In celebration of Florida Archaeology Month, this exhibit showcases images of the archaeological resources throughout the state and the professionals, enthusiasts and amateurs that have explored, preserved, and interpreted the archaeological record in order to better understand Florida's millennia of human occupation.
Held each March, Florida Archaeology Month encourages Floridians and visitors to learn more about the archaeological resources and the long cultural history of the state. In addition, the event promotes a better understanding of the important work of archaeologists, museum professionals, state park rangers and the many others that uncover, research, interpret, and protect the state's archaeological resources and help preserve these integral parts of Florida's rich cultural heritage. Visit the Florida Bureau of Archaeological Research for more information about Archaeology Month events and the state's efforts to interpret and preserve archaeological sites.
The Florida Department of Environmental Protection is also celebrating Archaeology Month at the numerous state parks that contain preserved archaeological resources.
Image Number: MF0227
Image Number: PR24730
In Spring 1998, UNF professor Dr. Robert Thunen, Keith Ashley, and Vicki Rolland conducted an archaeological survey of the southern third of Big Talbot Island. From that survey, they identified the site of 17th century Spanish mission Sarabay (the original name of the island), which was located within a Timucuan Indian village. In June 1998, they conducted the first of several excavations at the mission site using UNF students as volunteers. The photographer, a ranger at the park, was one of those volunteers.
People have made Florida their home for more than 12,000 years. Archaeological sites in the state relate to millennia of pre-historic and historic eras of human activity. From the tools and fire pits left by the first Stone Age hunter gatherers, Florida archaeology illustrates the emergence of numerous complex Native American cultures, 16th century European exploration, centuries of imperial territorial claims changing hands, and nearly two hundred years as part of the United States, from territorial settlement, the Seminole Wars, the Civil War and generations of social and economic changes.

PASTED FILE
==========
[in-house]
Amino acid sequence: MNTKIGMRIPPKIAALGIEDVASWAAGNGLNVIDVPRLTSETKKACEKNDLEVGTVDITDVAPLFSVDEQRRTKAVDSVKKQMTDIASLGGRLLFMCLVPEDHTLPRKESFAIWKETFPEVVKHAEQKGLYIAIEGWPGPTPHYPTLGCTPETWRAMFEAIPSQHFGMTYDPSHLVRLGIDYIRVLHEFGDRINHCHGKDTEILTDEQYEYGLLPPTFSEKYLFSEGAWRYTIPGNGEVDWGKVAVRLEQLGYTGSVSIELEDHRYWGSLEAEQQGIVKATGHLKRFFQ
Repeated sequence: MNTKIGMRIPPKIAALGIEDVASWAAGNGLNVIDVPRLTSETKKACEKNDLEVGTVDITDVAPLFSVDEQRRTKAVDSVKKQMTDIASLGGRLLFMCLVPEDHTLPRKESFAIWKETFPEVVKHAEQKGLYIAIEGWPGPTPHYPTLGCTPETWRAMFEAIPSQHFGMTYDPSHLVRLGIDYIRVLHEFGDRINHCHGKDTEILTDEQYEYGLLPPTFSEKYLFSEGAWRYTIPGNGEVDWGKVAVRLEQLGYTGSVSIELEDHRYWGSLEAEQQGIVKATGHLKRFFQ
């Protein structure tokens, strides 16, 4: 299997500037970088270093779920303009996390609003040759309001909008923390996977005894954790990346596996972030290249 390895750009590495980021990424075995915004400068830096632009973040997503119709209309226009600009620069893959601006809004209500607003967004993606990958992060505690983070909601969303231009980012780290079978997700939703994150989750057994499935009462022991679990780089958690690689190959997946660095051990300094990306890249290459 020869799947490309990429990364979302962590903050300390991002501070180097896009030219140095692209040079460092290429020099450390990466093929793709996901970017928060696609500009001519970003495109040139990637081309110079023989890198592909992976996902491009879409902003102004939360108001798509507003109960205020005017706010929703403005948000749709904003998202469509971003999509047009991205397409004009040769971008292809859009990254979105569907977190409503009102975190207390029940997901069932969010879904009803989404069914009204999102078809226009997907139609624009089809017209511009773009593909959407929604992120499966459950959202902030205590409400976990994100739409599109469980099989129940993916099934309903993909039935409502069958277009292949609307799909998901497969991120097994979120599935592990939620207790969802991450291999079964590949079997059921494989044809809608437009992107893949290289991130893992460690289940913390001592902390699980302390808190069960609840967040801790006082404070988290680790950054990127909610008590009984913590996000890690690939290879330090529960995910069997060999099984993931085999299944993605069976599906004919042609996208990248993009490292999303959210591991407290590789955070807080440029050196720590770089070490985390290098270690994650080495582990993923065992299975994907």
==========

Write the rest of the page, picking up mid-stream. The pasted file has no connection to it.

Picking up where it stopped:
Image Number: RC13647
State Archaeologist, Calvin Jones at the site where DeSoto and his army spent the winter of 1539. Jones received permission to check the site prior to some construction and found pottery, coins, chain mail pig bones, and beads that identified the site. At the time of this photo, this was the only verified site for the entire DeSoto expedition. The site became a state park after the state purchased the site in 1988.
Image Number: RC21003
The famous shell mound 7 miles south of New Smyrna Beach covers 16 acres.
Underwater archaeology is an area of particular expertise in Florida. In the hundreds of miles of fresh water and vast expanse of Florida coast, explorers and scientists have discovered fossils and artifacts covering eons, from the last Ice Age to World War II. With the state's long history of ocean exploration, pirating, and commercial shipping, Florida has been the epicenter for American treasure hunting. The exhibit also includes selections from the McKee Collection, the photographic record of the remarkable career of famous treasure hunter and museum founder, Art McKee.
Image Number: PHA129
The sugar mill was also known as the Cruger and DePeyster Sugar Mill. Built sometime between 1825 and 1835, it was destroyed by Seminole Indians during the Second Seminole War in the 1830s.Before coming under control of the Florida Park Service as a Historic Site, the property was mistakenly thought by many to be the ruins of a Spanish mission for the Timucua Indians, Mission of Atocuimi. The site, which was located at 600 Old Mission Road, was listed on the National Register of Historic Places on 12 August 1970.
Image Number: FN0122b